Mozambique’s Successful Cassava Project Recognized by UN, Boosting Crop Production

Maputo, Mozambique – A project in Mozambique that significantly increased cassava production by 36 percent and improved food security has been highlighted as a success story in a recent report released by the United Nations (UN). The report, titled “The State of Food Security and Nutrition in the World 2022: Repurposing Food and Agricultural Policies to Make Healthy Diets More Affordable,” emphasizes the importance of climate adaptation practices and their impact on rural small-scale producers.

The report, produced by various UN agencies, including the Food and Agriculture Organization (FAO) and the UN World Food Programme (WFP), reveals that the number of people affected by hunger worldwide increased by 150 million during the Covid-19 pandemic, reaching approximately 828 million people and continuing to rise.

Highlighting the threat that climate change poses to small-scale producers, particularly vulnerable communities, the report stresses the need for climate adaptation practices to address the challenges faced by the agricultural sector. Climate adaptation involves implementing changes in processes, practices, and structures to mitigate potential damages or take advantage of opportunities associated with climate change.

The report emphasizes that investments in climate adaptation solutions should prioritize the needs of small-scale producers and micro-, small-, and medium-sized enterprises (MSMEs) along food supply chains. By focusing on adaptation and resilience-building, these interventions can ensure the affordability of healthy diets and enhance the inclusiveness of agrifood systems. However, the report notes that global climate finance is still inadequate in reaching small-scale producers, with only about 1.7 percent of global climate finance benefiting them.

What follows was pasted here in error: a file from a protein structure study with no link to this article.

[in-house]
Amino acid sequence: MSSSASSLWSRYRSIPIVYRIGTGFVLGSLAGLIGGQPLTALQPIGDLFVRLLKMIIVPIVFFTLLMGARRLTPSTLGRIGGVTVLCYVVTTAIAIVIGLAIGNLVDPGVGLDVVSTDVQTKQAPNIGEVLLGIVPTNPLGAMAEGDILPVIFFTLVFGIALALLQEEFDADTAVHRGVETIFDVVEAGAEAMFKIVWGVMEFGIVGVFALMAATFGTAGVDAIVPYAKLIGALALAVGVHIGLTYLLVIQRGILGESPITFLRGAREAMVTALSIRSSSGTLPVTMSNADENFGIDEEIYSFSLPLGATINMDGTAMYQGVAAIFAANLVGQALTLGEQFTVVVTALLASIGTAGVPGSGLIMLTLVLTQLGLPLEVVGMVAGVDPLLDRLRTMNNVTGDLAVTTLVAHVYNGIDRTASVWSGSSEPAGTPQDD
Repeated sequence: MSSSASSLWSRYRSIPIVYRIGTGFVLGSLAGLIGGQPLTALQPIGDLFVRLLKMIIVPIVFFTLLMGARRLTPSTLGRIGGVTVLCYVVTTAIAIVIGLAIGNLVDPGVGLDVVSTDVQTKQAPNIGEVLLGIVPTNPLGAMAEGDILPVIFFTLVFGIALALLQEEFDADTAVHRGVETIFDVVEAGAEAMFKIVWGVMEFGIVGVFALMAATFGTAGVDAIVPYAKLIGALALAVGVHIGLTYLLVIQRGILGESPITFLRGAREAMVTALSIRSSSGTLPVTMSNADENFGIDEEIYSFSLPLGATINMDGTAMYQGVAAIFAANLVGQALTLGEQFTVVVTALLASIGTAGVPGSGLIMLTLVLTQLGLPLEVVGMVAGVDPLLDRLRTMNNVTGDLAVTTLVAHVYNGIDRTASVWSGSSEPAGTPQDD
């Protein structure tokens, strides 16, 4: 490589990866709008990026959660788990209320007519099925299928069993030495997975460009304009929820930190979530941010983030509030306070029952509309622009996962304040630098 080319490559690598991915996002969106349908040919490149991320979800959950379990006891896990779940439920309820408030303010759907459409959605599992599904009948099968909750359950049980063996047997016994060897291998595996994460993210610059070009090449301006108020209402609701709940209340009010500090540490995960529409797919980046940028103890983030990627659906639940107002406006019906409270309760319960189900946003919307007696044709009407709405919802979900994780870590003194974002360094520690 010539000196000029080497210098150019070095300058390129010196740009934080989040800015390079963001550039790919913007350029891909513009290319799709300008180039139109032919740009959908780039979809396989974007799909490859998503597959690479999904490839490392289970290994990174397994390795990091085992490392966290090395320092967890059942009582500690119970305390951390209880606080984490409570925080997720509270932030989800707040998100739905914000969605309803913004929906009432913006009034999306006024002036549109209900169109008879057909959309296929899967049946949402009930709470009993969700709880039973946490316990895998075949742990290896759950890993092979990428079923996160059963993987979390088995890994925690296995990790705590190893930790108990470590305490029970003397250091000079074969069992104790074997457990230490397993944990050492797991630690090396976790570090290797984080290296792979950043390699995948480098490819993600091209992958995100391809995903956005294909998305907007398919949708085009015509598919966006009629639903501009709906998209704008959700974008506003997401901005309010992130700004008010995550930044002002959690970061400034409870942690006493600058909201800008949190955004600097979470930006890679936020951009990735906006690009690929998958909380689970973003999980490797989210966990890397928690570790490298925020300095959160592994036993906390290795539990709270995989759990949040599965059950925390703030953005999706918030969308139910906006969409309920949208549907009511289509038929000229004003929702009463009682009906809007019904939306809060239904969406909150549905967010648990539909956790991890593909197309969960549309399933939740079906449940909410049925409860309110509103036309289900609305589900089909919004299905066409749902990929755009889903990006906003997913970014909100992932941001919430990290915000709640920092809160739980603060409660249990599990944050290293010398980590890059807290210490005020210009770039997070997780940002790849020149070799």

In Mozambique, the report showcases the success of the Pro-Poor Value Chain Development in the Maputo and Limpopo Corridors (PROSUL) project. This initiative aimed to promote sustainable production practices of cassava, meat, and horticulture while investing in inclusive agribusiness value chains and farmers’ organizations. Through the project’s implementation, cassava productivity increased by 36 percent, leading to a 4 percent rise in the number of meals consumed. The project also enhanced resilience by diversifying incomes, resulting in a 15 percent increase in the number of beneficiaries’ income sources.

The PROSUL project, launched in 2012 with an initial value of €30 million, covers 19 selected districts in Gaza, Inhambane, and Maputo provinces. Its main objective is to sustainably increase the income of farmers engaged in irrigated vegetable production, cassava cultivation, and livestock farming, including cattle, goats, and sheep.

While hunger continues to affect millions of people worldwide, regional disparities persist. According to the report, in 2021, hunger affected 278 million people in Africa, 425 million in Asia, and 56.5 million in Latin America and the Caribbean. The report highlights the importance of addressing food insecurity and malnutrition as part of the Sustainable Development Goals (Agenda 2030) and warns of the challenges posed by conflicts, disruptions in global grain supplies, and the increasing frequency of extreme weather events.

Mozambique’s successful cassava project demonstrates the potential of targeted interventions to improve agricultural productivity, enhance food security, and uplift the livelihoods of smallholder farmers. The UN report emphasizes the need for continued efforts to combat hunger, achieve food security, and create sustainable and inclusive agrifood systems.